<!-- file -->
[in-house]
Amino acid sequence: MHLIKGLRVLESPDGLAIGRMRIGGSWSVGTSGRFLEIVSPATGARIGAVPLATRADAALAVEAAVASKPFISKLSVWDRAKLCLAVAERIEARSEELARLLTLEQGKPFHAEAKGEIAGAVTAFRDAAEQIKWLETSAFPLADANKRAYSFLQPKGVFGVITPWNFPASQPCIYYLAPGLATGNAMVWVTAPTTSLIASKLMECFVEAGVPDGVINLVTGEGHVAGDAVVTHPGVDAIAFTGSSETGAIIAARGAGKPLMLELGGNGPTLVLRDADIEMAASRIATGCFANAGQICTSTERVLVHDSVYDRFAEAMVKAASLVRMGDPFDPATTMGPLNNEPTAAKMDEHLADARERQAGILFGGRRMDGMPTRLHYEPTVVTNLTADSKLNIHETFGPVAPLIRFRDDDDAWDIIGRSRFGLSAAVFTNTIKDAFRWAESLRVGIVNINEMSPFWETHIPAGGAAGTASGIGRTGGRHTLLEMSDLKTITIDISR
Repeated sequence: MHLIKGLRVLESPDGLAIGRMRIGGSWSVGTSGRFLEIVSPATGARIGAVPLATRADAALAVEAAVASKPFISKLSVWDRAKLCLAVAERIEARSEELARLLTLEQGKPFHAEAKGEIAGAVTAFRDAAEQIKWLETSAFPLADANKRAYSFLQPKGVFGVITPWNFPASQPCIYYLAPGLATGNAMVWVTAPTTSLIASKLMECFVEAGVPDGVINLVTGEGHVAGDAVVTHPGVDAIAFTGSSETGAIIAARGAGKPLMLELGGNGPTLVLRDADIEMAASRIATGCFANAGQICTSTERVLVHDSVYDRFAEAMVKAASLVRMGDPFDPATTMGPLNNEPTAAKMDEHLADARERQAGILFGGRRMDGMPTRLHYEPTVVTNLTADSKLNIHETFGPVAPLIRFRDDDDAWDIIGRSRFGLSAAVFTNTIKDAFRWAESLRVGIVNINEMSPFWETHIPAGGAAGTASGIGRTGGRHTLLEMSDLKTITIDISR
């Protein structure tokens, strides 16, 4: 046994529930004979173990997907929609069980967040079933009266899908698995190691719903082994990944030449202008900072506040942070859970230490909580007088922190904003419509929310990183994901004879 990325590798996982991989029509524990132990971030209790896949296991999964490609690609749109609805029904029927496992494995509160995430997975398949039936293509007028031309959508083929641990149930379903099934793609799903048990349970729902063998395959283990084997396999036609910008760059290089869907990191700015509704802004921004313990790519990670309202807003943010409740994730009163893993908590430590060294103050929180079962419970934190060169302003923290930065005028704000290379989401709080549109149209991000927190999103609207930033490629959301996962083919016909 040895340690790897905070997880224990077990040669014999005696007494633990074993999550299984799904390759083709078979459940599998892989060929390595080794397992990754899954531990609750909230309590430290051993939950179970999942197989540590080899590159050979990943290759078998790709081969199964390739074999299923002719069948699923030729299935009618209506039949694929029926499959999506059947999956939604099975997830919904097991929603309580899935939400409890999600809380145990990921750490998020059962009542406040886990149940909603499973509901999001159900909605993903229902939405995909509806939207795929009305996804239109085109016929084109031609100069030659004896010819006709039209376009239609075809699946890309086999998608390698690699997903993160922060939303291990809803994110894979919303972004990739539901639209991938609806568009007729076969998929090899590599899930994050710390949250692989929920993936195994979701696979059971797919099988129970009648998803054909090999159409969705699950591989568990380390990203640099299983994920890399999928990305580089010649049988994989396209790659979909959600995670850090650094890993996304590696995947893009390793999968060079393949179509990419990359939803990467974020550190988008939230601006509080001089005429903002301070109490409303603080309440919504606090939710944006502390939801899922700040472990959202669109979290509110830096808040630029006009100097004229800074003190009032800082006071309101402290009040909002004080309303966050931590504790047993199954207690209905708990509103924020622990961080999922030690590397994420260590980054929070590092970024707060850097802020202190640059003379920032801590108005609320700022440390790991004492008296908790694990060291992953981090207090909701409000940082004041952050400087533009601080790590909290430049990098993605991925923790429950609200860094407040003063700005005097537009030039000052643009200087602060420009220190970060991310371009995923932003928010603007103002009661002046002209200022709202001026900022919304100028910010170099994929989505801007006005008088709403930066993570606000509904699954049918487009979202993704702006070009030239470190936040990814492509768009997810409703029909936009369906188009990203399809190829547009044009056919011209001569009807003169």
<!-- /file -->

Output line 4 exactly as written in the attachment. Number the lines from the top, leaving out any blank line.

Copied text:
């Protein structure tokens, strides 16, 4: 046994529930004979173990997907929609069980967040079933009266899908698995190691719903082994990944030449202008900072506040942070859970230490909580007088922190904003419509929310990183994901004879 990325590798996982991989029509524990132990971030209790896949296991999964490609690609749109609805029904029927496992494995509160995430997975398949039936293509007028031309959508083929641990149930379903099934793609799903048990349970729902063998395959283990084997396999036609910008760059290089869907990191700015509704802004921004313990790519990670309202807003943010409740994730009163893993908590430590060294103050929180079962419970934190060169302003923290930065005028704000290379989401709080549109149209991000927190999103609207930033490629959301996962083919016909 040895340690790897905070997880224990077990040669014999005696007494633990074993999550299984799904390759083709078979459940599998892989060929390595080794397992990754899954531990609750909230309590430290051993939950179970999942197989540590080899590159050979990943290759078998790709081969199964390739074999299923002719069948699923030729299935009618209506039949694929029926499959999506059947999956939604099975997830919904097991929603309580899935939400409890999600809380145990990921750490998020059962009542406040886990149940909603499973509901999001159900909605993903229902939405995909509806939207795929009305996804239109085109016929084109031609100069030659004896010819006709039209376009239609075809699946890309086999998608390698690699997903993160922060939303291990809803994110894979919303972004990739539901639209991938609806568009007729076969998929090899590599899930994050710390949250692989929920993936195994979701696979059971797919099988129970009648998803054909090999159409969705699950591989568990380390990203640099299983994920890399999928990305580089010649049988994989396209790659979909959600995670850090650094890993996304590696995947893009390793999968060079393949179509990419990359939803990467974020550190988008939230601006509080001089005429903002301070109490409303603080309440919504606090939710944006502390939801899922700040472990959202669109979290509110830096808040630029006009100097004229800074003190009032800082006071309101402290009040909002004080309303966050931590504790047993199954207690209905708990509103924020622990961080999922030690590397994420260590980054929070590092970024707060850097802020202190640059003379920032801590108005609320700022440390790991004492008296908790694990060291992953981090207090909701409000940082004041952050400087533009601080790590909290430049990098993605991925923790429950609200860094407040003063700005005097537009030039000052643009200087602060420009220190970060991310371009995923932003928010603007103002009661002046002209200022709202001026900022919304100028910010170099994929989505801007006005008088709403930066993570606000509904699954049918487009979202993704702006070009030239470190936040990814492509768009997810409703029909936009369906188009990203399809190829547009044009056919011209001569009807003169």